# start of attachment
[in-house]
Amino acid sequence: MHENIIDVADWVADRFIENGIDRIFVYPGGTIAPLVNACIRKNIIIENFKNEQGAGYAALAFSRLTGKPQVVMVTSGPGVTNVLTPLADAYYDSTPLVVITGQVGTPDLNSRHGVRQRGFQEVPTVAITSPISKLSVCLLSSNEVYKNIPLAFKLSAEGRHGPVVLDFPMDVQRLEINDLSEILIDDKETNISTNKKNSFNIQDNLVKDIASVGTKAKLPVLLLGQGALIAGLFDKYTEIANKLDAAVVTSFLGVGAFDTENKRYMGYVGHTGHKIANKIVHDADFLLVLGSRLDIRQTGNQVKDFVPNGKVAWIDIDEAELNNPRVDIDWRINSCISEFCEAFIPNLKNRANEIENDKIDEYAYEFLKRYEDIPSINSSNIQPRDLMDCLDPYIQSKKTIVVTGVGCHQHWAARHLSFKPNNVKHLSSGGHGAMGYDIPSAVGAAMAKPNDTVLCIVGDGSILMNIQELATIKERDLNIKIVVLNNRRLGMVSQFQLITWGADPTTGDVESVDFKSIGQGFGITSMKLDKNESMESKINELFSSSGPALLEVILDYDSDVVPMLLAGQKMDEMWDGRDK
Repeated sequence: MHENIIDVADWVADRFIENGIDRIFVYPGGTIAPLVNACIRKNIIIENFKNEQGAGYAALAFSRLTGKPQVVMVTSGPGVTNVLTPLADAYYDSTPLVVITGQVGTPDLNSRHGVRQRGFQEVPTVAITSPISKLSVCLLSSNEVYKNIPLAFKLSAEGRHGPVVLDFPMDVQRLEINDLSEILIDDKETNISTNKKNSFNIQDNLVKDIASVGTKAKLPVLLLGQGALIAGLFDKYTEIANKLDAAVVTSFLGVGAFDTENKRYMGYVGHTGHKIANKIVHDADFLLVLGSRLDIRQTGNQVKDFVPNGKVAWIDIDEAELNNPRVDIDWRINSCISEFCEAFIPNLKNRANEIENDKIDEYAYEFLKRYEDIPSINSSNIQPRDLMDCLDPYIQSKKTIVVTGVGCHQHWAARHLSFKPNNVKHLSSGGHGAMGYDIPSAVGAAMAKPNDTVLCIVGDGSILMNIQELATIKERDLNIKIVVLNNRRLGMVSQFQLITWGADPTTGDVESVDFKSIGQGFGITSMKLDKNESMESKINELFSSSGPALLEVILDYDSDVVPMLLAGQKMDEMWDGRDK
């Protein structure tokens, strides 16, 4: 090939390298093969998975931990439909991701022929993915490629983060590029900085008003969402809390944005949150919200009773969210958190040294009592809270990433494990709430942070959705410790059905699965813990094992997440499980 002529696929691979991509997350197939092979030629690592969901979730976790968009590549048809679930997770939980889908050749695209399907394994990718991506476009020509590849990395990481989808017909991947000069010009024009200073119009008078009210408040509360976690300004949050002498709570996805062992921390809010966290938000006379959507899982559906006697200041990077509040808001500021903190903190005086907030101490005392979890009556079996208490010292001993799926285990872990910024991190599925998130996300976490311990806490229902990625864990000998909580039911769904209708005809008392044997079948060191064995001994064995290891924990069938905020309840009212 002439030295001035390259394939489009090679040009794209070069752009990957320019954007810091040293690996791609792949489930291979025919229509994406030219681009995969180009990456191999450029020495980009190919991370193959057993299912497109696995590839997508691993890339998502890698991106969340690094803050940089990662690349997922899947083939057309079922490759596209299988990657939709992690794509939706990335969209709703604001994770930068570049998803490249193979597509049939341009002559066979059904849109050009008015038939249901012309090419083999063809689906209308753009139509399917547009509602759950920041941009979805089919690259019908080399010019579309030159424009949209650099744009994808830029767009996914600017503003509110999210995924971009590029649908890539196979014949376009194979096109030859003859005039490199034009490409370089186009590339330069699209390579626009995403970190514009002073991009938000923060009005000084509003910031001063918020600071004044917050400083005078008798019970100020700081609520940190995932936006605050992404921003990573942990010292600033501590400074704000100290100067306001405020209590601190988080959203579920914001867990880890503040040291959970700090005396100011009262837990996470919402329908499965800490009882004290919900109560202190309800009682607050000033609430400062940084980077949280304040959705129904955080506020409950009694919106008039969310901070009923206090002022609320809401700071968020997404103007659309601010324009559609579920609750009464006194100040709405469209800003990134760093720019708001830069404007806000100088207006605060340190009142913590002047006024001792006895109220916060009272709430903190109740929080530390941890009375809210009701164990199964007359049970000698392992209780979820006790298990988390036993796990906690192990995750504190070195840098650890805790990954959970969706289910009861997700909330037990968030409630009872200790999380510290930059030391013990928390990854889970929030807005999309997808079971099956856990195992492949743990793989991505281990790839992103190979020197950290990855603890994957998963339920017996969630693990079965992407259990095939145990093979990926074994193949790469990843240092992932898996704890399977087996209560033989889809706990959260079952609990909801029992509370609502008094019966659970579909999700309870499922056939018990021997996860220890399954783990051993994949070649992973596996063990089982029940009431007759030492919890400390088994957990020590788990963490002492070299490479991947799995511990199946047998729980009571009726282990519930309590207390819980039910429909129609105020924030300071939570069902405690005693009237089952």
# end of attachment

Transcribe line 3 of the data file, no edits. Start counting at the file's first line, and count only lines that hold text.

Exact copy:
Repeated sequence: MHENIIDVADWVADRFIENGIDRIFVYPGGTIAPLVNACIRKNIIIENFKNEQGAGYAALAFSRLTGKPQVVMVTSGPGVTNVLTPLADAYYDSTPLVVITGQVGTPDLNSRHGVRQRGFQEVPTVAITSPISKLSVCLLSSNEVYKNIPLAFKLSAEGRHGPVVLDFPMDVQRLEINDLSEILIDDKETNISTNKKNSFNIQDNLVKDIASVGTKAKLPVLLLGQGALIAGLFDKYTEIANKLDAAVVTSFLGVGAFDTENKRYMGYVGHTGHKIANKIVHDADFLLVLGSRLDIRQTGNQVKDFVPNGKVAWIDIDEAELNNPRVDIDWRINSCISEFCEAFIPNLKNRANEIENDKIDEYAYEFLKRYEDIPSINSSNIQPRDLMDCLDPYIQSKKTIVVTGVGCHQHWAARHLSFKPNNVKHLSSGGHGAMGYDIPSAVGAAMAKPNDTVLCIVGDGSILMNIQELATIKERDLNIKIVVLNNRRLGMVSQFQLITWGADPTTGDVESVDFKSIGQGFGITSMKLDKNESMESKINELFSSSGPALLEVILDYDSDVVPMLLAGQKMDEMWDGRDK